Only a filmmaker like Clint Eastwood – conservative, patriotic but alive and sensitive to human tragedy – could make a movie about an Iraq War veteran and fill it with doubts, mission anxiety and personal tragedy. ‘American Sniper’ is a superbly subtle critique made by an especially young 84-year-old. Like ‘The Hurt Locker’, it salutes the honest work of soldiers, in this case Navy Seals, shivering through their beach training and heading to the battle zone with a minimum of fuss. Among them is Chris Kyle (Bradley Cooper), the real-life Texas rodeo rider who, after seeing terrorism on TV, transformed himself into the military’s most lethal weapon, racking up a confirmed 160 kills.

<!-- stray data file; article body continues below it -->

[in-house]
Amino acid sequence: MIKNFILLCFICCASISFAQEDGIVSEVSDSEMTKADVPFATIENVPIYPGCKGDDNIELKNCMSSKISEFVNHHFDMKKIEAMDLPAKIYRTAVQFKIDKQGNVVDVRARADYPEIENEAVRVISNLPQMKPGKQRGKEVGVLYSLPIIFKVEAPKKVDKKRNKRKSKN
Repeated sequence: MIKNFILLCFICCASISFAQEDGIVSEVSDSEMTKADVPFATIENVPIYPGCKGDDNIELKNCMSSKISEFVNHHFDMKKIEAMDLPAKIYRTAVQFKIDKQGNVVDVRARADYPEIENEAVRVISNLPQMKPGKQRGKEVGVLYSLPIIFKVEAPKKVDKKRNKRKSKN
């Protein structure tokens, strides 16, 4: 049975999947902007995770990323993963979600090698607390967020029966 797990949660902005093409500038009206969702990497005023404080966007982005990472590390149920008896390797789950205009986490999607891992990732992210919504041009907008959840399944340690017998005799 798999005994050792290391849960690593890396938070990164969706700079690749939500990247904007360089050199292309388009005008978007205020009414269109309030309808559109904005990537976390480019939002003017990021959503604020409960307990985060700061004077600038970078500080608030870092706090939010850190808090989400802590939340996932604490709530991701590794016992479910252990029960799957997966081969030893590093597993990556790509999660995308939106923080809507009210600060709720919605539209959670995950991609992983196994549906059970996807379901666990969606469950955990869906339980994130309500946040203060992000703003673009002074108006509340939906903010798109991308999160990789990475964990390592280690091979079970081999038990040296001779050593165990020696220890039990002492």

But it’s what happens to Kyle back home – the shakes, the soaring blood pressure, the family dysfunction – that makes the film one of the most sympathetic combat movies ever produced. Bulked up yet still able to express his signature neuroticism (dialled down from ‘Silver Linings Playbook’ and ‘American Hustle’), Cooper has never been better than when embracing Kyle’s seesawing psychological state. The story ends on a terrible irony, which Eastwood slightly bungles with pageantry, but the overall mood is haunted.